Sad Wings of Destiny is the second album by the British heavy metal group Judas Priest, released in 1976.
The cover art for the album, titled Fallen Angels, was illustrated by Patrick Woodroffe. It is best known for introducing the pitchfork-like symbol known as the "Judas Priest Cross", as worn by the angel.
Sad Wings of Destiny was Judas Priest's second and final studio record made while under contract with Gull Records, an independent UK company. Despite critical acclaim, the band was struggling financially due to lack of support from the label. Shortly after changing management, the band severed their ties with Gull and signed with Columbia Records. Consequently, Judas Priest lost all rights to the recordings on their first two albums and to all demo recordings made during the sessions while under contract with Gull. Sad Wings of Destiny was initially published and distributed by Janus Records in the United States.
Whilst the band lost the rights to recording royalties, they obtained copyright ownership of the songs themselves, many of which became staples for their live shows. "Victim of Changes", "The Ripper", "Tyrant" and "Genocide" appear on Judas Priest Unleashed in the East, a live album released by CBS in 1979. "Diamonds and Rust", a Joan Baez song originally recorded for Sad Wings, but omitted from the final album, was re-recorded for Sin After Sin, their first CBS release, and also on Unleashed. Gull later released the band's original recording of "Diamonds and Rust" on a 'best of' album and their rerelease of Rocka Rolla.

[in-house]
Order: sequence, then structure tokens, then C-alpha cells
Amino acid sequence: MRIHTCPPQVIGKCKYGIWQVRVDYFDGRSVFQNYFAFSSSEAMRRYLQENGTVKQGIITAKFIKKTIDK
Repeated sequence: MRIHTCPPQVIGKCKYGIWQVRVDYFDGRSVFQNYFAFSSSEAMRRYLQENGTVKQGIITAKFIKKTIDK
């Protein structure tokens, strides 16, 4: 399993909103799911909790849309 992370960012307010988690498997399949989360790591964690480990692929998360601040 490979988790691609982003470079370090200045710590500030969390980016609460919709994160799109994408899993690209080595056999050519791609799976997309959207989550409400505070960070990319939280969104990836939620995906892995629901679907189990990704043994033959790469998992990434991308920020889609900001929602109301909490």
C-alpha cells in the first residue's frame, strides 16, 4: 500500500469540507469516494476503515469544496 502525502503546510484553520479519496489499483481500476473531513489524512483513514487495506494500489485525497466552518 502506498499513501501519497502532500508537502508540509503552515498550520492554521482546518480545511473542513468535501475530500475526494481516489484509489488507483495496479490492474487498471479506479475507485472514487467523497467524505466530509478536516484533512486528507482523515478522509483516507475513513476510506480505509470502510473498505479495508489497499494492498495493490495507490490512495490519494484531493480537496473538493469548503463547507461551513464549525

The track "Genocide" mentions the title of the next album, Sin After Sin, in the middle of the song. Glenn Tipton's piano playing features prominently on Sad Wings of Destiny, especially on "Epitaph," a song that features no guitar.
On the Judas Priest Live video, filmed in 1983, Rob Halford introduces "The Ripper" as "a little Victorian melodrama with a surgical incision here and there".